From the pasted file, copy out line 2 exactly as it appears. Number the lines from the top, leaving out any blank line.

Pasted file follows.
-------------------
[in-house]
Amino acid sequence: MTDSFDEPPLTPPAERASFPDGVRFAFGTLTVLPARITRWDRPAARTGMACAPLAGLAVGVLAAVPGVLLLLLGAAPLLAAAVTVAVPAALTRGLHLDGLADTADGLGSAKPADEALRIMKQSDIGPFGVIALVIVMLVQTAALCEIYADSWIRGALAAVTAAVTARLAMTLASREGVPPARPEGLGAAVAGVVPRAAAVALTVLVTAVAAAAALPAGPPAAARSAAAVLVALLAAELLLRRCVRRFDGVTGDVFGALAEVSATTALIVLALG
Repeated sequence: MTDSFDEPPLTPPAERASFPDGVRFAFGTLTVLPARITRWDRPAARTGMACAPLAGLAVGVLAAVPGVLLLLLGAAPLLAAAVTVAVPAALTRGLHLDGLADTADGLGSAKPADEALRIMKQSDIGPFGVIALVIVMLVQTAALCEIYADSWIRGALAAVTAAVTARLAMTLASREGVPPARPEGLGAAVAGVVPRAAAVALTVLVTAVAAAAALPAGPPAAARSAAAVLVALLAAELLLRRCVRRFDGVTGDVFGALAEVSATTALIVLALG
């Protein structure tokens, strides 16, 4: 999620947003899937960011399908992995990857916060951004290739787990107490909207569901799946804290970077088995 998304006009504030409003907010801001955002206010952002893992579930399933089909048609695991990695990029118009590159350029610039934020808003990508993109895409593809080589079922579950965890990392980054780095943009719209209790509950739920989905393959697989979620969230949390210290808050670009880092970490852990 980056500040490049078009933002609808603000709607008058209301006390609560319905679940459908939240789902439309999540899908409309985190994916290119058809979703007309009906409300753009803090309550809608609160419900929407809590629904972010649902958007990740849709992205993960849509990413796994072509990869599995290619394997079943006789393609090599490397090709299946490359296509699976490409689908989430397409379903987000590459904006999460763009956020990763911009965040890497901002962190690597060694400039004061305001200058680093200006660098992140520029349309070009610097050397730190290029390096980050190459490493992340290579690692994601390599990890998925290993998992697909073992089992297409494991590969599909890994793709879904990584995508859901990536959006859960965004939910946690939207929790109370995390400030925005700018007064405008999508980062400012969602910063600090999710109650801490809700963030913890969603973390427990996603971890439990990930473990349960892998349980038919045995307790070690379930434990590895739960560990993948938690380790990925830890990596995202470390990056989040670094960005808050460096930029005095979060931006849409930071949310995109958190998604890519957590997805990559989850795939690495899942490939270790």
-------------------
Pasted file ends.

Amino acid sequence: MTDSFDEPPLTPPAERASFPDGVRFAFGTLTVLPARITRWDRPAARTGMACAPLAGLAVGVLAAVPGVLLLLLGAAPLLAAAVTVAVPAALTRGLHLDGLADTADGLGSAKPADEALRIMKQSDIGPFGVIALVIVMLVQTAALCEIYADSWIRGALAAVTAAVTARLAMTLASREGVPPARPEGLGAAVAGVVPRAAAVALTVLVTAVAAAAALPAGPPAAARSAAAVLVALLAAELLLRRCVRRFDGVTGDVFGALAEVSATTALIVLALG